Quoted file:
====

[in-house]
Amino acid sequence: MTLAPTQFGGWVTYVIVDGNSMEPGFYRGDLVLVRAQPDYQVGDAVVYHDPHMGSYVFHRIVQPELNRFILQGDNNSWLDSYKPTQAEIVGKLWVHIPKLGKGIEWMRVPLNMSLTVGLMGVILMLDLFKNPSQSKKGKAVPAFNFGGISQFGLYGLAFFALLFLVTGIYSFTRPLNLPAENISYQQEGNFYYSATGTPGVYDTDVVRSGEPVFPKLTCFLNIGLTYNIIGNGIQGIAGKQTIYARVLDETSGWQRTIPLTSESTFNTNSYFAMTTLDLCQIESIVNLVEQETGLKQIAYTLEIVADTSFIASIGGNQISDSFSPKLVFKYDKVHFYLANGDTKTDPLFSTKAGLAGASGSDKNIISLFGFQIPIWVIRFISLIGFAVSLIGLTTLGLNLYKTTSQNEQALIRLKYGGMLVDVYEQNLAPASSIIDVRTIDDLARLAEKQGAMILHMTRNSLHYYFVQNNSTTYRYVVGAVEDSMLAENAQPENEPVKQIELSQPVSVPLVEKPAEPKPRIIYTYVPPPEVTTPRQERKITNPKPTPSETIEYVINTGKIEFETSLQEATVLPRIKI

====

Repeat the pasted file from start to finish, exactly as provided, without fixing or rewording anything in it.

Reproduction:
[in-house]
Amino acid sequence: MTLAPTQFGGWVTYVIVDGNSMEPGFYRGDLVLVRAQPDYQVGDAVVYHDPHMGSYVFHRIVQPELNRFILQGDNNSWLDSYKPTQAEIVGKLWVHIPKLGKGIEWMRVPLNMSLTVGLMGVILMLDLFKNPSQSKKGKAVPAFNFGGISQFGLYGLAFFALLFLVTGIYSFTRPLNLPAENISYQQEGNFYYSATGTPGVYDTDVVRSGEPVFPKLTCFLNIGLTYNIIGNGIQGIAGKQTIYARVLDETSGWQRTIPLTSESTFNTNSYFAMTTLDLCQIESIVNLVEQETGLKQIAYTLEIVADTSFIASIGGNQISDSFSPKLVFKYDKVHFYLANGDTKTDPLFSTKAGLAGASGSDKNIISLFGFQIPIWVIRFISLIGFAVSLIGLTTLGLNLYKTTSQNEQALIRLKYGGMLVDVYEQNLAPASSIIDVRTIDDLARLAEKQGAMILHMTRNSLHYYFVQNNSTTYRYVVGAVEDSMLAENAQPENEPVKQIELSQPVSVPLVEKPAEPKPRIIYTYVPPPEVTTPRQERKITNPKPTPSETIEYVINTGKIEFETSLQEATVLPRIKI